The disappearing river reappeared. Nature, the magician, bows and the crowd roars. How did she do it? What’s the trick? No-one knows.
Imagine a camp placed high on the banks of a glinting channel, just as it curves around an oxbow lake-like bend. Bream slide silkily beneath the lily pads with half-open white petals, hippo yawn widely to the skies, and there is a constant flow of animals coming to drink. In half an hour, one might see impala, waterbuck, giraffe, kudu, lechwe, warthog, vervet monkeys and baboons, not to mention mile after mile of tons (literally) of elephant.
Except when the water isn’t there.
Because that is the magic trick of the Savute, a place renowned in the annals of bush stories of southern Africa as the “Disappearing River.” This was the place that a multitude of birds and animals relied on for their daily water needs – when, inexplicably, the Savute Channel began to shrink. Some blame geology and others the weather, but slowly, inexorably, the place formerly known as a channel became infamous for its scenes of desperate hippo, fish flapping futilely in drying-up mud puddles, and animals fighting for the last drop of liquid.
And then, nothing. The grasses grew over the riverbed and the animals had to move on to find water elsewhere. What was once a river became grassland, a place of pasture for grazing herbivores on their way to find water further away – that is, until Wilderness decided to put up a camp there, along with a borehole pump to draw up water for a small pan next to a log-pile hide.
That little pump changed things again. Instead of having to walk weary miles to the Linyanti River or seasonal pans, plains game of all kinds could drink at the new oasis. Elephants would troop down, ears flapping, feet kicking up dust, to quench their almost immeasurable thirst in front – and around and behind – Wilderness guests who sat surrounded by logs to watch and be part of the spectacle.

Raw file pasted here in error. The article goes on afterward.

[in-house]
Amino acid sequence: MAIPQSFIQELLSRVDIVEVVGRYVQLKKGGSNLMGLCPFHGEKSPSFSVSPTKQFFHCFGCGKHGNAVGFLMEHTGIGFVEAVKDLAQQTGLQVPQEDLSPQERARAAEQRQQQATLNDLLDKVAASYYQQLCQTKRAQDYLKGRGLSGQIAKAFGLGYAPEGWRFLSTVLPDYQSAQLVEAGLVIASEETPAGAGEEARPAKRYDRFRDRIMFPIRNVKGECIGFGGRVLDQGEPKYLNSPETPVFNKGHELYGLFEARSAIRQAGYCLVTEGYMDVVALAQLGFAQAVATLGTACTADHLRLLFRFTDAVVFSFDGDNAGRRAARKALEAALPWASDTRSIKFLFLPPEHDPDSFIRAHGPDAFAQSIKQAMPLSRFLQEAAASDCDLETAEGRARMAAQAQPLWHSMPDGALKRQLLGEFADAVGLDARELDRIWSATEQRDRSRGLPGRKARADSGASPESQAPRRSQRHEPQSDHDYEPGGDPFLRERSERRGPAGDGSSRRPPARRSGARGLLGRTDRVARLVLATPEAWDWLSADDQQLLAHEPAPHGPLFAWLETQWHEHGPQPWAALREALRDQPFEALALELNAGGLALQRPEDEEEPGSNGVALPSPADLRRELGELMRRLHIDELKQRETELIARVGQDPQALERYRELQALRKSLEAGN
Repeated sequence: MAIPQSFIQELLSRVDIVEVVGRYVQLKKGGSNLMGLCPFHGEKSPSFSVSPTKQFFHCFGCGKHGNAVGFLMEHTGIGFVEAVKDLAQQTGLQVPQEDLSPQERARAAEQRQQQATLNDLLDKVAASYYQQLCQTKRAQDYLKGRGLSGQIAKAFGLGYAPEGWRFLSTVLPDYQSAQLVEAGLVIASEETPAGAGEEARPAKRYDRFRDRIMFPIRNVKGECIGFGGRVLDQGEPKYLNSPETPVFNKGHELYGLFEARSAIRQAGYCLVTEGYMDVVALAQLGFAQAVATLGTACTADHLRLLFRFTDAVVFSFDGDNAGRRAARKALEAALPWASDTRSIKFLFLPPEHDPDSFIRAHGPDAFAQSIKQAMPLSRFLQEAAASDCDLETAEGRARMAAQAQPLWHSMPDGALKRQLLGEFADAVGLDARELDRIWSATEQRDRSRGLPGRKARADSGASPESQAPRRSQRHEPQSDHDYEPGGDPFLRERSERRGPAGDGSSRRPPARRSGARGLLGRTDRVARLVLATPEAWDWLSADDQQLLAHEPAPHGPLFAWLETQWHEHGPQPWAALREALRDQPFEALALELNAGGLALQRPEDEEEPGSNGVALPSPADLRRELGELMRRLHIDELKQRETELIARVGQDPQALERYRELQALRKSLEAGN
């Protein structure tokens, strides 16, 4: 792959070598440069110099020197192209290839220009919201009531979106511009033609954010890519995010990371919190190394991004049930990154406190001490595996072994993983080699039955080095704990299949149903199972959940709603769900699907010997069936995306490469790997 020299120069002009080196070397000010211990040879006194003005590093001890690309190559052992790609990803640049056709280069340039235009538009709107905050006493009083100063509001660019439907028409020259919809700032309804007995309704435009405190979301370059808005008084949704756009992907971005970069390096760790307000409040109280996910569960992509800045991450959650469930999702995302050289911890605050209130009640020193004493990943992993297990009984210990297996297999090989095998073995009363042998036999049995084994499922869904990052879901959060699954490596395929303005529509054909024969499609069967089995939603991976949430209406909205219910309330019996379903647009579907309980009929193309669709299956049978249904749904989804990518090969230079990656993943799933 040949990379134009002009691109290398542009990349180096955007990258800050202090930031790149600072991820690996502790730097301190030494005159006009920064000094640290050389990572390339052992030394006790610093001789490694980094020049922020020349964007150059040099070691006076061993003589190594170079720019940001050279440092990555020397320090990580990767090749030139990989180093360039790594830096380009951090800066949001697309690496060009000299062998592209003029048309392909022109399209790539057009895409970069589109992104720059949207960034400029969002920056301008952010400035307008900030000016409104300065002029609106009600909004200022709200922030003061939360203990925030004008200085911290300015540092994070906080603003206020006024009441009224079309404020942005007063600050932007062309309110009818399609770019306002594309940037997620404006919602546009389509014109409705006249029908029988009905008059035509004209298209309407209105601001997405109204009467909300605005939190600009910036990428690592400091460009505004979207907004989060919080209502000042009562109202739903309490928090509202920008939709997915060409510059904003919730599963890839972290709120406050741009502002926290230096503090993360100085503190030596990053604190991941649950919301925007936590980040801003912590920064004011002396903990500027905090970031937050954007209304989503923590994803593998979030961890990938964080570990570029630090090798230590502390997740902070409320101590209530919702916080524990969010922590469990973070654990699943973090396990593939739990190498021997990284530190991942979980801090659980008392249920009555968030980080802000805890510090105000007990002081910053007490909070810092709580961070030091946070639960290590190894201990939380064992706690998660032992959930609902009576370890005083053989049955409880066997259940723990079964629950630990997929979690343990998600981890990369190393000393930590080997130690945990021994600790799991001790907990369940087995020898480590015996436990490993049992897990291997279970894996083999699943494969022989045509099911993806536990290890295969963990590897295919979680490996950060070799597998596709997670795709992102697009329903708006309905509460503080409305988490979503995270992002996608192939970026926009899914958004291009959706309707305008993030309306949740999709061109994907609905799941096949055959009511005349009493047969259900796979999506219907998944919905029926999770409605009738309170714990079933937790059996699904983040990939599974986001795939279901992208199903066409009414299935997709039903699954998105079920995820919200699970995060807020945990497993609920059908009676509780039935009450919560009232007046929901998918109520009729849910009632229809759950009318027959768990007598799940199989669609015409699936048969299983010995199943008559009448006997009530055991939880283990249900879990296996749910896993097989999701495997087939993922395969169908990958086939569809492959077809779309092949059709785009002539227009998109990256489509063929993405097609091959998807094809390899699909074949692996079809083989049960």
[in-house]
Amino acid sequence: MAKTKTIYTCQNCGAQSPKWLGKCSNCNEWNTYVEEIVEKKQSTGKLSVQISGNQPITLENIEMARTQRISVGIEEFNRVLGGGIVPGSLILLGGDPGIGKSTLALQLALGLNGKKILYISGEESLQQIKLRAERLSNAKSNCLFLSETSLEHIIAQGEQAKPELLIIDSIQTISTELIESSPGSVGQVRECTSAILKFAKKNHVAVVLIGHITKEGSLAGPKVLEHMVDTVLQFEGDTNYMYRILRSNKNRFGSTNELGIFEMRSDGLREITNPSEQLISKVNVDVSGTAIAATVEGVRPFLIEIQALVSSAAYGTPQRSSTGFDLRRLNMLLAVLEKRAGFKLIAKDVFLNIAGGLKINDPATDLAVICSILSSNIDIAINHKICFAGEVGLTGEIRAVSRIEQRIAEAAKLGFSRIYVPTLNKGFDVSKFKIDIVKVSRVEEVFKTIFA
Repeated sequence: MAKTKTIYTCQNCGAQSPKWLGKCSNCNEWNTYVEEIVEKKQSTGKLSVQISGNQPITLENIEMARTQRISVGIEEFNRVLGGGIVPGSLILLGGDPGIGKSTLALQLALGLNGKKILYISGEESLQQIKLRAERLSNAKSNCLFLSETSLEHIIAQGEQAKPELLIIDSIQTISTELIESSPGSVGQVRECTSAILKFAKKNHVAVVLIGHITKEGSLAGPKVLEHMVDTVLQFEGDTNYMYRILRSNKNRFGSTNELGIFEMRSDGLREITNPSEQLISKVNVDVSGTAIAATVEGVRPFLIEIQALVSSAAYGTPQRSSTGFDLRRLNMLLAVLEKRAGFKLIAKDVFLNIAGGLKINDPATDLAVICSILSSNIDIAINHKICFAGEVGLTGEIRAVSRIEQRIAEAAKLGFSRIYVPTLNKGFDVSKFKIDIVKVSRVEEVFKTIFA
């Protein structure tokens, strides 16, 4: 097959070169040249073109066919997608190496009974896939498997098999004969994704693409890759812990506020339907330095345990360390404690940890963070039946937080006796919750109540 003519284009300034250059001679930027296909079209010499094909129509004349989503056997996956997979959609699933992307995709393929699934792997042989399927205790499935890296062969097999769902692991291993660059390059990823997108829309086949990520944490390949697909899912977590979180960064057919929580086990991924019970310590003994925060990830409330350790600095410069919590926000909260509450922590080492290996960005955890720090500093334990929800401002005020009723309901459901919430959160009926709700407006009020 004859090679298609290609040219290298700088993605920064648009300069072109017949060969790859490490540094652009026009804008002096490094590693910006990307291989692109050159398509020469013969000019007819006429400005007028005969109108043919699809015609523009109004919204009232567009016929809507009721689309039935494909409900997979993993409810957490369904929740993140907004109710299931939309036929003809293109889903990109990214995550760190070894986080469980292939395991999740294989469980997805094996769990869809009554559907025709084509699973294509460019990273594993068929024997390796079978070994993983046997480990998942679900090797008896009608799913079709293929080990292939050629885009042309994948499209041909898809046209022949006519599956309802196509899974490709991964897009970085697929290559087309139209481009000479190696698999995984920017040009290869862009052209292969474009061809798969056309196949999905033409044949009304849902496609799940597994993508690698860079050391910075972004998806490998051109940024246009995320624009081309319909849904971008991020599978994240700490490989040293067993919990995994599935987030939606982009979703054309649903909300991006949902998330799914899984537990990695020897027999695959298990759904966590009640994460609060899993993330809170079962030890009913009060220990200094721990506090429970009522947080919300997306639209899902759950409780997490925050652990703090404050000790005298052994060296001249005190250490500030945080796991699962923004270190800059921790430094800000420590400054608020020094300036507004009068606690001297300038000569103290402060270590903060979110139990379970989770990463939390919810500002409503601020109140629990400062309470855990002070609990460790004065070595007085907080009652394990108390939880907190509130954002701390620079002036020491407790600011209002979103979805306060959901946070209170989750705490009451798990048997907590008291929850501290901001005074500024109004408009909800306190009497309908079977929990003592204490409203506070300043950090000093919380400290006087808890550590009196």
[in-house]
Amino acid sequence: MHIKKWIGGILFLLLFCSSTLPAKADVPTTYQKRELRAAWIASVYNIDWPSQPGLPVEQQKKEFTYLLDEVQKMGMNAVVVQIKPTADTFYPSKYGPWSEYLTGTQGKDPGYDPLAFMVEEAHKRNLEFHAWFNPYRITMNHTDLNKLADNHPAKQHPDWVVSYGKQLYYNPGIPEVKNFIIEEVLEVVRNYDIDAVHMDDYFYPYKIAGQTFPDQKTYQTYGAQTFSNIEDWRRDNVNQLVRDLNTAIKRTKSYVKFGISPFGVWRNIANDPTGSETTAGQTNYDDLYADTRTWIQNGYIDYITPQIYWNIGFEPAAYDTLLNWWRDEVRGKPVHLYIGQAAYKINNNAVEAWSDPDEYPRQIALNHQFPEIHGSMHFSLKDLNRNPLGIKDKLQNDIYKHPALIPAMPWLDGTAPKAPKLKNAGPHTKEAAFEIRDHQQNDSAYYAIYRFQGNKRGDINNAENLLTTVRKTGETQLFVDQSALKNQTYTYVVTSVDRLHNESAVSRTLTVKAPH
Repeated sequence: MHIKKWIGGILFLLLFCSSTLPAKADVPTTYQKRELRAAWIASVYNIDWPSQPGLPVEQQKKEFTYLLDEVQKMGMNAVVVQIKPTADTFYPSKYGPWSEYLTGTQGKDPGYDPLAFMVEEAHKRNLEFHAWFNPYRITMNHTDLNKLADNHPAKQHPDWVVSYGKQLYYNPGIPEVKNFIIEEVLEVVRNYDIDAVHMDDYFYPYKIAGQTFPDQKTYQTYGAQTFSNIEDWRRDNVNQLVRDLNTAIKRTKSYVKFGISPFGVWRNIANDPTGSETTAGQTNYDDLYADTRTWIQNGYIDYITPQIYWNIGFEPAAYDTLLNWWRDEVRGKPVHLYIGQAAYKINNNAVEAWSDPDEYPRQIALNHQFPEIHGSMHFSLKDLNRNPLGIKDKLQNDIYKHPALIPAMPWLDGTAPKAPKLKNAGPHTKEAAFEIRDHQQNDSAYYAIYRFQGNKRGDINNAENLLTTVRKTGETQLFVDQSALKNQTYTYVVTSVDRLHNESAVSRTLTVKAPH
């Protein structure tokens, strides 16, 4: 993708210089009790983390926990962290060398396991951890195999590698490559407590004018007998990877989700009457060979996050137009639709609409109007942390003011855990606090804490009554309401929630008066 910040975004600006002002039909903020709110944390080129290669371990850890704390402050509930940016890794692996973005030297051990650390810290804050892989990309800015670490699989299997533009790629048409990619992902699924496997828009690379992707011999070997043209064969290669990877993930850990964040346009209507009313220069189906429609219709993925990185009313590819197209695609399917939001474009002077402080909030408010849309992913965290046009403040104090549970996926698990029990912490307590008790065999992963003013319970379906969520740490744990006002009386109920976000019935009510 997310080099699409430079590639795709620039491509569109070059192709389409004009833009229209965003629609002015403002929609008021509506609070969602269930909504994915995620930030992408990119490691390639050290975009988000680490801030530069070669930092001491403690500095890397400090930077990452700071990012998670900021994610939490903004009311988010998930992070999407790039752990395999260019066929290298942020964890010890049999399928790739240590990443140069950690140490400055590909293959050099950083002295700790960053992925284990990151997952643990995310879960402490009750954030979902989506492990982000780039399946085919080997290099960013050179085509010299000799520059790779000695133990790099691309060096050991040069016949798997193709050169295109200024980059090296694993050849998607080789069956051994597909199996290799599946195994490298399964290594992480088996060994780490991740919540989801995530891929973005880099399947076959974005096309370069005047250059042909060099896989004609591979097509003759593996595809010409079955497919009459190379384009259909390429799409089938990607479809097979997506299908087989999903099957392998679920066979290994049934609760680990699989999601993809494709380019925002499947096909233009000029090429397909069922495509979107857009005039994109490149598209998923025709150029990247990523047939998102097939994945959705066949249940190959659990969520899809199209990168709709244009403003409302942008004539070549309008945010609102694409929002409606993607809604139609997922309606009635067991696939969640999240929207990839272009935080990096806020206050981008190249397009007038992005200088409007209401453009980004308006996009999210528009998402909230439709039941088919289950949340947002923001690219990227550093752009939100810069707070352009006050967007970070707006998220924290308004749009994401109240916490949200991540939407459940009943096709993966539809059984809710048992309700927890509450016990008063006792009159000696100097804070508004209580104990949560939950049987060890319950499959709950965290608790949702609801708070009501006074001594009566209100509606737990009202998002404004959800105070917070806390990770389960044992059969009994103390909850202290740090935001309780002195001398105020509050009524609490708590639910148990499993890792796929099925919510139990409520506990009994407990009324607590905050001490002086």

And then, just as Savute’s tragic story had become part of a hazy memory, it all changed again. A tectonic plate moved, or a water table rose, or something else happened which we humans have yet to discover, and the Savute crept back. You could actually watch as it inched forward across the dry ground – indeed, it was quite a sight to see a tiny trickle hesitantly yet firmly picking its way through the dry grass stems, followed by bemused humans (some of us removing shoes and socks to dip a toe in the fabled waters), and ultimately by animals.
In a few weeks, the Savute was back, and now it looks as if it never left. Punctuated by hippo and lechwe, it winds its way along its new yet well-worn bed, attracting throngs of life once more. A pride of lions waits lazily at the water’s edge, sure in the knowledge that something will come down for a drink. Herds of buffalo numbering some 200 in each, and elephant in their hordes are tuned to this length of life. As long as it’s there, they need not fear.
But for how long? That is the element of Savute, the feeling of fleetingness that lurks beneath the life-filled surface. It’s a river so blatantly ephemeral, if not fickle, that it sums up the transience of time, the temporality of nature. It reminds us that this is the essence of survival: to seize the day, for today, with its blue waters bending reeds, rippling around a hippo head and splashing against an elephant thigh, is all we have.
Written by Ilana Stein
Photographed by Mike Myers